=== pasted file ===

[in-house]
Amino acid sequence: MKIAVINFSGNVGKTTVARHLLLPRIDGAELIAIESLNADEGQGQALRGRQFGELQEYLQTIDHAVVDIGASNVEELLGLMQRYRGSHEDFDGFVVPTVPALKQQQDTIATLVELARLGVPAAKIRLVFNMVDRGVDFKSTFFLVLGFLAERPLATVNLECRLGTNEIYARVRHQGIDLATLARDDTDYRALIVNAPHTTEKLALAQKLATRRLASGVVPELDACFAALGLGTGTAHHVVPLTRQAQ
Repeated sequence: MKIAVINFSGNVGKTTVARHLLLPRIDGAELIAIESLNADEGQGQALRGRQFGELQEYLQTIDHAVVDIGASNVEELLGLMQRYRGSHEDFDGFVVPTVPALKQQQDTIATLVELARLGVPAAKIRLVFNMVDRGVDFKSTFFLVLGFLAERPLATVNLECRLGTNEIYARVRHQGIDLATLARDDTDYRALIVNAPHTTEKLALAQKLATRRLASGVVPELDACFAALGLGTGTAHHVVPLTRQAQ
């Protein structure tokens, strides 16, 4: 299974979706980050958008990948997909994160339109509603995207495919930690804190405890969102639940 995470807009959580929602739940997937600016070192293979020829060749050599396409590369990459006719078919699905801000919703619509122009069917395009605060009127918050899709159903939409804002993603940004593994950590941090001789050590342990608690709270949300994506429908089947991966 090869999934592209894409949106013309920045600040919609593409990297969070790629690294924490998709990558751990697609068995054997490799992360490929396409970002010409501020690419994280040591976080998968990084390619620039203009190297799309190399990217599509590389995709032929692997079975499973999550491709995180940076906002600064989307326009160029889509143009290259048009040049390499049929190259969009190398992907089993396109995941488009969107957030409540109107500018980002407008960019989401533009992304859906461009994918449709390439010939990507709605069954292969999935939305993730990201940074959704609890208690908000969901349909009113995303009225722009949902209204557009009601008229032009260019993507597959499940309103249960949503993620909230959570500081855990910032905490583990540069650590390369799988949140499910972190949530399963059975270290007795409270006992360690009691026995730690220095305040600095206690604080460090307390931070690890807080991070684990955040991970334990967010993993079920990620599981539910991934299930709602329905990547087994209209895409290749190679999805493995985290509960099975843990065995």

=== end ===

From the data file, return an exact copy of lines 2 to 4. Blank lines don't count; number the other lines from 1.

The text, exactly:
Amino acid sequence: MKIAVINFSGNVGKTTVARHLLLPRIDGAELIAIESLNADEGQGQALRGRQFGELQEYLQTIDHAVVDIGASNVEELLGLMQRYRGSHEDFDGFVVPTVPALKQQQDTIATLVELARLGVPAAKIRLVFNMVDRGVDFKSTFFLVLGFLAERPLATVNLECRLGTNEIYARVRHQGIDLATLARDDTDYRALIVNAPHTTEKLALAQKLATRRLASGVVPELDACFAALGLGTGTAHHVVPLTRQAQ
Repeated sequence: MKIAVINFSGNVGKTTVARHLLLPRIDGAELIAIESLNADEGQGQALRGRQFGELQEYLQTIDHAVVDIGASNVEELLGLMQRYRGSHEDFDGFVVPTVPALKQQQDTIATLVELARLGVPAAKIRLVFNMVDRGVDFKSTFFLVLGFLAERPLATVNLECRLGTNEIYARVRHQGIDLATLARDDTDYRALIVNAPHTTEKLALAQKLATRRLASGVVPELDACFAALGLGTGTAHHVVPLTRQAQ
């Protein structure tokens, strides 16, 4: 299974979706980050958008990948997909994160339109509603995207495919930690804190405890969102639940 995470807009959580929602739940997937600016070192293979020829060749050599396409590369990459006719078919699905801000919703619509122009069917395009605060009127918050899709159903939409804002993603940004593994950590941090001789050590342990608690709270949300994506429908089947991966 090869999934592209894409949106013309920045600040919609593409990297969070790629690294924490998709990558751990697609068995054997490799992360490929396409970002010409501020690419994280040591976080998968990084390619620039203009190297799309190399990217599509590389995709032929692997079975499973999550491709995180940076906002600064989307326009160029889509143009290259048009040049390499049929190259969009190398992907089993396109995941488009969107957030409540109107500018980002407008960019989401533009992304859906461009994918449709390439010939990507709605069954292969999935939305993730990201940074959704609890208690908000969901349909009113995303009225722009949902209204557009009601008229032009260019993507597959499940309103249960949503993620909230959570500081855990910032905490583990540069650590390369799988949140499910972190949530399963059975270290007795409270006992360690009691026995730690220095305040600095206690604080460090307390931070690890807080991070684990955040991970334990967010993993079920990620599981539910991934299930709602329905990547087994209209895409290749190679999805493995985290509960099975843990065995």